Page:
Study Guide

Dangerous Astronomy Stanza 2

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Stanza 2

Lines 4-6

So I comforted and kissed him in his dark
Bedroom, but my comfort was not enough.
His mother was more important than the stars

  • This stanza moves the narrative forward a little bit. (By the way, stanza means "room" in Italian. Sort of like how this poem is taking place in a room, each stanza is a little three-line space for the action of the poem to unfold. Cool, huh?)
  • The speaker tries to calm his son in the dark bedroom, but realizes it's not enough. 
  • Line 4 does something fun that only poetry can do. Because the line ends on the word "dark," we hear the slant rhyme (dARk with stARs), and again, the pairing of sounds to emphasize the tension between light and dark (Slant what? Go ahead and brush up on rhyme in the "Form and Meter" section and then come back). 
  • The mother enters in line 6. Here again, the speaker's intentions are interrupted by forces beyond his control. 
  • In stanza 1, he wanted to praise the stars but was interrupted by his son. Here, he tries to comfort his son, but he is incapable of doing that—only his mom can. Yikes! Sounds like his plans aren't going so well.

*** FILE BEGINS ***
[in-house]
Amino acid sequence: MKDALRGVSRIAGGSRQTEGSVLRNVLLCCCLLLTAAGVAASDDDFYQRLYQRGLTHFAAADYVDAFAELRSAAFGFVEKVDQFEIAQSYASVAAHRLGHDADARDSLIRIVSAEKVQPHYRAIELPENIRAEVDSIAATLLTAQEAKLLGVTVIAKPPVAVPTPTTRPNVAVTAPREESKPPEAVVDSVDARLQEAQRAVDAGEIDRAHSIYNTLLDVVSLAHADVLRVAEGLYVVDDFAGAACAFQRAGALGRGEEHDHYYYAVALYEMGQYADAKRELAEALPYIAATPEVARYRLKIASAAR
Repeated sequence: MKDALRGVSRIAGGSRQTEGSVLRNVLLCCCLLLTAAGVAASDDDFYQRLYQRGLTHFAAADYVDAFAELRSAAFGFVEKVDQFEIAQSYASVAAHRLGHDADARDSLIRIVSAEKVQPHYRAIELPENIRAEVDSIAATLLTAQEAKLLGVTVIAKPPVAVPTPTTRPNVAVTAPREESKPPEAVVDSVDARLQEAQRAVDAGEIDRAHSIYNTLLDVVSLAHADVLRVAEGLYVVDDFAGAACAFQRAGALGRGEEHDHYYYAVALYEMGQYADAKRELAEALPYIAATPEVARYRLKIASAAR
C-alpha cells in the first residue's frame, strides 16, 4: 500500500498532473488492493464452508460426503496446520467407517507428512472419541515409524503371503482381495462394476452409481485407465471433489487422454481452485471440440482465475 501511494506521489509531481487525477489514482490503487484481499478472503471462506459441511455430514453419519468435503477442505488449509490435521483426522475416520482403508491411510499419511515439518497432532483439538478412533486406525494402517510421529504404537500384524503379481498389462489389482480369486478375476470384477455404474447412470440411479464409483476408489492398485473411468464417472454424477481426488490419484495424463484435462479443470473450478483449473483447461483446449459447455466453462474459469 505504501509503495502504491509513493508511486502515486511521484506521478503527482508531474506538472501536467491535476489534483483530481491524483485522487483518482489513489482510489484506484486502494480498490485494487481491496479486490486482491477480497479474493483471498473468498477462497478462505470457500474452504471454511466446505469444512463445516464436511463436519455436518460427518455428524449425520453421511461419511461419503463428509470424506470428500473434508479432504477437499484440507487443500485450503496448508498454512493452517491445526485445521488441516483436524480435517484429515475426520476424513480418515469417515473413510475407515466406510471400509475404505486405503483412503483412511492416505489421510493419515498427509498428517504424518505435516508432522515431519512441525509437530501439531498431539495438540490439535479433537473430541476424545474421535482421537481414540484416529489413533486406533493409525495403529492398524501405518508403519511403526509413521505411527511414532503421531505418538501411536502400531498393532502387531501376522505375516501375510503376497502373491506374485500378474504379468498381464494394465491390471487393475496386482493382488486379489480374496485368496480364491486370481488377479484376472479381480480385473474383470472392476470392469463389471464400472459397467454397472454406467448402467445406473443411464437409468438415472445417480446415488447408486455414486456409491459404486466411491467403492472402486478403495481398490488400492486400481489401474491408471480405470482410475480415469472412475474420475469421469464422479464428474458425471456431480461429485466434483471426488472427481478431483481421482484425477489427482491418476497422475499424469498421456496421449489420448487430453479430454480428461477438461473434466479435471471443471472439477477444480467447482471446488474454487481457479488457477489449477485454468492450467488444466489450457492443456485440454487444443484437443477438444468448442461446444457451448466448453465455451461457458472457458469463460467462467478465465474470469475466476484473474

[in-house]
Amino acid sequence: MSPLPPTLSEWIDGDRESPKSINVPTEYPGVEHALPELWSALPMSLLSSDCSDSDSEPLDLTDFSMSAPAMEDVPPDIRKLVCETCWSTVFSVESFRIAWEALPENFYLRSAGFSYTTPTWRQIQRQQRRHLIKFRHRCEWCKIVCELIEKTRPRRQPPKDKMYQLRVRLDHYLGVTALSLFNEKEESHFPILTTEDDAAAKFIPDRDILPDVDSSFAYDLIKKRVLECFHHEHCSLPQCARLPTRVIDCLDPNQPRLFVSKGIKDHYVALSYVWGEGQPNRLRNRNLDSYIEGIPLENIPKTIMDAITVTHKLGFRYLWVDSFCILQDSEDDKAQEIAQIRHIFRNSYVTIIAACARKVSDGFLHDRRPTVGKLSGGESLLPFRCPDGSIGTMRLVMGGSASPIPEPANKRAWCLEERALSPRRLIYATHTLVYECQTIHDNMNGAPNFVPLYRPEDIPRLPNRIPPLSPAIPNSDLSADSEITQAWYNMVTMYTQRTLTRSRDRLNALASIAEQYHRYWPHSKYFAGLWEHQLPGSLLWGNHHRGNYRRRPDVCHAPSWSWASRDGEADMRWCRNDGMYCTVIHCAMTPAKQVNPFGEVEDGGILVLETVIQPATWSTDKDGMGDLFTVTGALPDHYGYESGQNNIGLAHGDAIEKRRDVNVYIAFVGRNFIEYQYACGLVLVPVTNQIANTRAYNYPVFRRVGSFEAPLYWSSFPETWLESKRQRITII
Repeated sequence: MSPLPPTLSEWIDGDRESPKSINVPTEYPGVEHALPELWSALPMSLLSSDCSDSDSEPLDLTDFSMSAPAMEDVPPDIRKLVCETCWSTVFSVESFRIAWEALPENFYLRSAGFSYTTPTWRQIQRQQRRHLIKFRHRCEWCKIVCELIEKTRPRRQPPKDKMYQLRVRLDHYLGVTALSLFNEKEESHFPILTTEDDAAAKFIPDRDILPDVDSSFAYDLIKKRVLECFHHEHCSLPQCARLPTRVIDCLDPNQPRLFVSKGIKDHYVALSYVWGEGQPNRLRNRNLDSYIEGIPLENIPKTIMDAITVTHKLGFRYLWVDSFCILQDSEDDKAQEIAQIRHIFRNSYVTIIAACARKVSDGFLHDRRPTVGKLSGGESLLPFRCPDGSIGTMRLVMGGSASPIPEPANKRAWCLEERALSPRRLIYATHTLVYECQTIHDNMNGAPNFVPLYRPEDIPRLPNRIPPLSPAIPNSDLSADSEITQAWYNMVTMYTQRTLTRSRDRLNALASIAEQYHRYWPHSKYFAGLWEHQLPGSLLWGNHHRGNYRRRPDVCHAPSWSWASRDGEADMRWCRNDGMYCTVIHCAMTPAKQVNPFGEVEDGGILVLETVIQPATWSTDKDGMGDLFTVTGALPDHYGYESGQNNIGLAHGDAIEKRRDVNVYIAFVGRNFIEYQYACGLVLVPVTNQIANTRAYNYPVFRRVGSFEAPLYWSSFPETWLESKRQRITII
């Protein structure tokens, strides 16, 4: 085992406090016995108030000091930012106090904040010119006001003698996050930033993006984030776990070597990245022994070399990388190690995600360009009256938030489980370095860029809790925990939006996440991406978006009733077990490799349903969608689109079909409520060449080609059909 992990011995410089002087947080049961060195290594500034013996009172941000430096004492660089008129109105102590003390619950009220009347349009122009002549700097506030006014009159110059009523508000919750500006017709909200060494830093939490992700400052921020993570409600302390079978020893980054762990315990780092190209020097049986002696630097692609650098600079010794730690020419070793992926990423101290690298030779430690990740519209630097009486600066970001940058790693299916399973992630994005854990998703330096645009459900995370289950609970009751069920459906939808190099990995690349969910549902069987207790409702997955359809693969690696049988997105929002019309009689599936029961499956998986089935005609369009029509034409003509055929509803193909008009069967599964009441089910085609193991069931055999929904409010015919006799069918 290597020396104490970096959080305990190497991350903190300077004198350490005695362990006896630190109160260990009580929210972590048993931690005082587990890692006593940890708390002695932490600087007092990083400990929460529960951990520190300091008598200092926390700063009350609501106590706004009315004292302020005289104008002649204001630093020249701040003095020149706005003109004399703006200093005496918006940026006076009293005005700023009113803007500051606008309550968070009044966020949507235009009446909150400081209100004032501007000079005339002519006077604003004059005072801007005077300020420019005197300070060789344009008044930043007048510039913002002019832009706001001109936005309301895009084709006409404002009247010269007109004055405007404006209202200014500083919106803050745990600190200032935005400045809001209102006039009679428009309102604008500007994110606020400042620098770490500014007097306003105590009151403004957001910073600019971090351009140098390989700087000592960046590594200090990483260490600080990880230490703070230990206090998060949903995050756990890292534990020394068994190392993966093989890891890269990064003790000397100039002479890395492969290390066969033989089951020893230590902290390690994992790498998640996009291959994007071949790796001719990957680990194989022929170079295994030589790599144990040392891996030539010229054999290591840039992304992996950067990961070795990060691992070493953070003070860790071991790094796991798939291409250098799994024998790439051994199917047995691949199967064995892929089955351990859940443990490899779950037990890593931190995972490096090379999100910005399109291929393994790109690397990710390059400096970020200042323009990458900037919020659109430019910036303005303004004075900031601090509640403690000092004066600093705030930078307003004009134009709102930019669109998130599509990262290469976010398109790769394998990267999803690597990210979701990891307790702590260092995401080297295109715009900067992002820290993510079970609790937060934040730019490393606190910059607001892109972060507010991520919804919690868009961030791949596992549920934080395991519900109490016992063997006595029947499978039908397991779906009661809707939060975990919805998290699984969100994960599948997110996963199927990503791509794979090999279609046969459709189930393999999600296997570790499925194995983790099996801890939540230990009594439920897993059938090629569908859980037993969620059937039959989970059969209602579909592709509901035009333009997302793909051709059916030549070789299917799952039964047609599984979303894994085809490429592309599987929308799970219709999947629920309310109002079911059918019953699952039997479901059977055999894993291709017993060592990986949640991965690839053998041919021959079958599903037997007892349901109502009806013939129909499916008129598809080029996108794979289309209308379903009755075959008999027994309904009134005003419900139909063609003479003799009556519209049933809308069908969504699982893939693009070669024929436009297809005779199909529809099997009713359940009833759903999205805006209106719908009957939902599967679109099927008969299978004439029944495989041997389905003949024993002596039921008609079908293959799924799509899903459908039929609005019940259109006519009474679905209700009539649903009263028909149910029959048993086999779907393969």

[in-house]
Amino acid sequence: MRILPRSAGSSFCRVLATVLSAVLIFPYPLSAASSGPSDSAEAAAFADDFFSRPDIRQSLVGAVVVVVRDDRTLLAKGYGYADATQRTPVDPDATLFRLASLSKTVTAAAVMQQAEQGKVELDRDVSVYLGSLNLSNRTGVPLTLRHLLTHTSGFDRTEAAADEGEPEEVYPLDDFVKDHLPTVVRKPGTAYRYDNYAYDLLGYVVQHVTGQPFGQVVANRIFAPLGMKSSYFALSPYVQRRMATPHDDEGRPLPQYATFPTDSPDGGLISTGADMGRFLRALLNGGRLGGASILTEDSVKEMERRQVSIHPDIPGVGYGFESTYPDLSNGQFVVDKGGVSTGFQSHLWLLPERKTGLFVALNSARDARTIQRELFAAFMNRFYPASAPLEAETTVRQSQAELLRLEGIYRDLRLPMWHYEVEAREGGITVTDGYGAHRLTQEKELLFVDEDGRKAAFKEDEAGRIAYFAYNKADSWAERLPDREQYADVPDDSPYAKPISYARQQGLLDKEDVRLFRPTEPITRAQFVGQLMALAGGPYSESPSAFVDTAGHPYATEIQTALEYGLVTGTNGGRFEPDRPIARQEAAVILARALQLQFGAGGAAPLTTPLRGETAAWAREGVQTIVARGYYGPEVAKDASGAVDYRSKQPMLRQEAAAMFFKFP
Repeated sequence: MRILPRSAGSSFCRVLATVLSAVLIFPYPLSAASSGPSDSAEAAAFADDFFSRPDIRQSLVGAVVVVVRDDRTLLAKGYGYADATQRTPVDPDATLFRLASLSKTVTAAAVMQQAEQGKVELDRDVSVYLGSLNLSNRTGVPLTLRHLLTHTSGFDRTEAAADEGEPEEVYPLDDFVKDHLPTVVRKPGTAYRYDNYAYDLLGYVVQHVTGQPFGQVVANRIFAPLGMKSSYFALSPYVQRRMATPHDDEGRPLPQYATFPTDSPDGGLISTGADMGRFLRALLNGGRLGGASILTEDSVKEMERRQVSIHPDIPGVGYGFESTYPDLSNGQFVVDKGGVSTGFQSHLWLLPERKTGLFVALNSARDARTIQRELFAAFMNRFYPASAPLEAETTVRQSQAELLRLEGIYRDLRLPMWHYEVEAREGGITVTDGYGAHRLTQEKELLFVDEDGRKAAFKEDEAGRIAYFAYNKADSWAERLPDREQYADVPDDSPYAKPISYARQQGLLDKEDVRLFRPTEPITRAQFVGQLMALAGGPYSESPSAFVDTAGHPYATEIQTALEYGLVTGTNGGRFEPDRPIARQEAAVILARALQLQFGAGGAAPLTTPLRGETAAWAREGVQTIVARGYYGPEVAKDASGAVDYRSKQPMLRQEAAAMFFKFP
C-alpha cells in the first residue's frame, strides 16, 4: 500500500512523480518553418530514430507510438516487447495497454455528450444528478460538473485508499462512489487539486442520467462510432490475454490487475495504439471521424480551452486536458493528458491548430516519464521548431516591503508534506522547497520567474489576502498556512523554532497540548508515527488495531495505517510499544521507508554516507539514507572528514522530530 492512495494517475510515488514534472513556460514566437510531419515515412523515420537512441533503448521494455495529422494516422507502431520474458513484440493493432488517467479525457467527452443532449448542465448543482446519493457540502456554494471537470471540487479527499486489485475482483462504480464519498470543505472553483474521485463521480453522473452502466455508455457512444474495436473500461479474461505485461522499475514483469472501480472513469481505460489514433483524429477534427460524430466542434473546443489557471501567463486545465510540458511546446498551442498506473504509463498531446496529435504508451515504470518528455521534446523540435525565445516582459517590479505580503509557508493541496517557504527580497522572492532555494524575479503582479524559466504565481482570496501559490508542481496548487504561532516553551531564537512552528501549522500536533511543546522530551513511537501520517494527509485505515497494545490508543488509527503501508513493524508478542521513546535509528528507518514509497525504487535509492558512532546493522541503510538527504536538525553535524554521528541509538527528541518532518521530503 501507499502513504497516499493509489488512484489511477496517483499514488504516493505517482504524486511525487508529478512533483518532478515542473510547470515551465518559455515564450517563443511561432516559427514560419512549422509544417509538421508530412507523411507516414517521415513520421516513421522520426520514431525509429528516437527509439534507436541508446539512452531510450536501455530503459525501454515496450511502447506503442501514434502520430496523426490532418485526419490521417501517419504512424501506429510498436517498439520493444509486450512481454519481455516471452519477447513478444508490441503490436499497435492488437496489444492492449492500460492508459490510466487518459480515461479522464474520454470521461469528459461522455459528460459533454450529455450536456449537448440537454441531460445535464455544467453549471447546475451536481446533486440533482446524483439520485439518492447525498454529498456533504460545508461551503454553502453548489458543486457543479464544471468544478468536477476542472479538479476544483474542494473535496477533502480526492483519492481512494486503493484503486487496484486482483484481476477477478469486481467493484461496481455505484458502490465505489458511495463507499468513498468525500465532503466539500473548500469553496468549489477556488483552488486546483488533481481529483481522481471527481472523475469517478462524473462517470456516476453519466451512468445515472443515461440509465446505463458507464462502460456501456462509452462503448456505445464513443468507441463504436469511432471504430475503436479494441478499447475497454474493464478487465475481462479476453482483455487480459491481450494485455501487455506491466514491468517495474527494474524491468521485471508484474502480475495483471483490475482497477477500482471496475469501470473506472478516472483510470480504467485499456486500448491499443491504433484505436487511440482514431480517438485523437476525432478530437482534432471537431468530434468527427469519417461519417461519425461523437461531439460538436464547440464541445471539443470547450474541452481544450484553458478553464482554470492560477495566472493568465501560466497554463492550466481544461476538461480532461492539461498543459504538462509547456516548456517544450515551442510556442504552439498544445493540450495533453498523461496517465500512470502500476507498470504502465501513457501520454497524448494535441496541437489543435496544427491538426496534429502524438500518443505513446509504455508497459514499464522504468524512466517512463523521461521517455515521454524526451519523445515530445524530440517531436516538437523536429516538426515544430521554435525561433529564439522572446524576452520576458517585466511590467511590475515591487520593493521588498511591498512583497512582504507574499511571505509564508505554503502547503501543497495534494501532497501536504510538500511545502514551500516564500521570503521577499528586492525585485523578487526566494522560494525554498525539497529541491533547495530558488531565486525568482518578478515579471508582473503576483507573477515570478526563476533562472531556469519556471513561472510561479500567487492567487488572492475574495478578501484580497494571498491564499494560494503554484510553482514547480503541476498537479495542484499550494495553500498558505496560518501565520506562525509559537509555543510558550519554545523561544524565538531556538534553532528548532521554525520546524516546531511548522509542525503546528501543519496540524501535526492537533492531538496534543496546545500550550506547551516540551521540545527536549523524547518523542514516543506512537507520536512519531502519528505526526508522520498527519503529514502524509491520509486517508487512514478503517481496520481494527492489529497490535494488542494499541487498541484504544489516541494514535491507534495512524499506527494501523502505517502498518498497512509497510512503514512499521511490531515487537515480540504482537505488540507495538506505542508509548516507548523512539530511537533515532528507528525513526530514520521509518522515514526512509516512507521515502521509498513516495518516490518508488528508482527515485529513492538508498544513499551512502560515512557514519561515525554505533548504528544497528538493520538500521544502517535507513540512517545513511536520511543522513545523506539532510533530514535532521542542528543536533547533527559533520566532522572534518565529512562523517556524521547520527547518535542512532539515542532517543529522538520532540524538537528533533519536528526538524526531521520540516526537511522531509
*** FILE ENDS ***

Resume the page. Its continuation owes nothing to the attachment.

• Also, line 6 is a variation of line 3. Just like the speaker declares that his son's comfort is more important than the stars, so is the son's mama. 
  • Notice how the speaker says, "His mother" rather than "My wife." Any guesses about why he'd do that? Sounds like he's suggesting she's closer to their son than to him. 
  • By line 6, a new association is made. In line 3, the son's comfort "was more important than the stars." In line 6, "[h]is mother was more important than the stars." So, the speaker is aligning his son's comfort with his son's mother. 
  • What's with all the star talk, anyway? In the poem so far, the speaker is realizing that there are more important things (his son/his wife) than his own wants. By admitting that his family is more important to him than the stars, we see him beginning to put them before himself.
  • Also, a rhyme scheme has been introduced. By rhyming stars with, um, stars, the poet is acting like Captain Obvious, saying look, stars, they're probably important in this poem. 
  • And now that we have two stanzas under our belt, we can go ahead and confirm that this poem is a villanelle (read more about this in the "Form and Meter" section), so we can expect to hear that rhyme and find lines 1 and 3 repeated throughout. 
  • We'll go ahead and say those lines will act as the refrain—the repeated lines we'll see again and again in the poem. 

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